Surveillance is being outsourced to the machines.
Welcome to Silicon Valley, home to the progenitors of our dystopian future, where you may now witness robot security guards patrolling the campuses of your favorite tech company. The 5-foot-tall autonomous machines are the product of Knightscope, a company whose founders suffered some failures in 2012. They’re rebounding with K5, a security robot that is equipped with a camera and sensors, and roves around gathering and analyzing data about activity happening within the area. The small robots, which look like 21-century Daleks, are intended for use on college campuses, in corporate buildings, and in malls.
“The vast majority of people see it and go, ‘Oh my God, that’s so cute.’ We’ve had people go up and hug it, and embrace it for whatever reason,” said Knightscope co-founder Stacy Stephens to CBS San Francisco. “Cute” is not a word I’d normally associate with a symbol of the surveillance state, but at least our new robot overlords are adorable to look at. Knightscope is keen to head off comparisons to Whovian villains, instead insisting the aesthetic inspiration comes from R2D2. In a demonstration video unsettlingly titled “Data Is Never Big Enough,” they call K5 an “autonomous data machine”—a phrase that might send chills down your spine or put a twinkle in your eye, depending on which side of the impending class war you fall on.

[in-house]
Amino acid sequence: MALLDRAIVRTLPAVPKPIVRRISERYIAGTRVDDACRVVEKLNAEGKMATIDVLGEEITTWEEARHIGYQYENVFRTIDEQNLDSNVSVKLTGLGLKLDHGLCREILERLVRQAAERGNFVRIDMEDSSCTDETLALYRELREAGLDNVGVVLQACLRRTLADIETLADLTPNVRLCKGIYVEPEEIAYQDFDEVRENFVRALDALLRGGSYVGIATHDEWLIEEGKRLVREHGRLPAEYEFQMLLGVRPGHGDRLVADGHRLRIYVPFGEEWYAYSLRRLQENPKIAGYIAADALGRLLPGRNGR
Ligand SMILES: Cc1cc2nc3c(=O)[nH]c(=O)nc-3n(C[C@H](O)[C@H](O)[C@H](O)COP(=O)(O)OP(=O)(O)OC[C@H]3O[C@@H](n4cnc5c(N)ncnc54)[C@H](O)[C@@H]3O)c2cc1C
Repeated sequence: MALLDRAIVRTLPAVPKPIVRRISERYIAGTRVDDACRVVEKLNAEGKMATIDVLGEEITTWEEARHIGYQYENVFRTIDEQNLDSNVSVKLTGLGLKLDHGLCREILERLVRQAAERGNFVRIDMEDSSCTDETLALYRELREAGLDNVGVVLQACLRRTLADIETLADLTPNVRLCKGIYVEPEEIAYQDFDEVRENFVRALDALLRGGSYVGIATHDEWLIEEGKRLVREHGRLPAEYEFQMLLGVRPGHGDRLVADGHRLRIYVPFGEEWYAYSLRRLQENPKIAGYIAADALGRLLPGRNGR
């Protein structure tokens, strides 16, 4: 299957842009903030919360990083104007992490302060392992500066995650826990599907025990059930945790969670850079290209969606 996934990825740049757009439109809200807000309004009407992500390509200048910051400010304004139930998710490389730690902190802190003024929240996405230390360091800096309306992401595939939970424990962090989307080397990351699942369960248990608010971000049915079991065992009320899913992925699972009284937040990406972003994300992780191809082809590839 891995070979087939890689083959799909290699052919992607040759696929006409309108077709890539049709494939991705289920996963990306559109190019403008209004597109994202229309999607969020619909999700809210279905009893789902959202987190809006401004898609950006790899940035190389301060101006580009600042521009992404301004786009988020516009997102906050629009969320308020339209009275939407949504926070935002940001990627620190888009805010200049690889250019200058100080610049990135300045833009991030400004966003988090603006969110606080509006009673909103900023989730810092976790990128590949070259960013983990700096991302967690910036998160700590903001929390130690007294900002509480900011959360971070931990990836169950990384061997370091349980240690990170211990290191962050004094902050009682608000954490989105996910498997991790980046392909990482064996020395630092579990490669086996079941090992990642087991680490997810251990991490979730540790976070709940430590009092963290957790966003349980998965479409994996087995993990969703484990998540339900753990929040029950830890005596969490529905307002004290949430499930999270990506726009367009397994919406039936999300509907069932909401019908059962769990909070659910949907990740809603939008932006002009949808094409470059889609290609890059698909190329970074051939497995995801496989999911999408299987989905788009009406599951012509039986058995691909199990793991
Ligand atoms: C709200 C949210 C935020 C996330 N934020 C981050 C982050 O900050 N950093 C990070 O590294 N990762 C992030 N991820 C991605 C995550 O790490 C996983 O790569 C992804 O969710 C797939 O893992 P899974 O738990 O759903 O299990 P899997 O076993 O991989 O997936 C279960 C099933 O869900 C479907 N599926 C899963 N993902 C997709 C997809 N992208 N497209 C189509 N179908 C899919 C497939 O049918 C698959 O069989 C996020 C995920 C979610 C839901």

Knightscope says the robot is designed to “avoid confrontation”—if it encounters what it perceives as a credible threat, it will emit a series of alarm sounds that get progressively louder as the threat persists, and alert the control center. If it detects a robbery, it will collect information about its surroundings. “The robot is looking at the video, listening for glass breakage, any loud sound that breaking in would cause,” Stephens told CBS San Francisco. “We’ll get the license plate, picture of the vehicle, geotag location, and time.”
The robots are already patrolling an undisclosed location in Silicon Valley.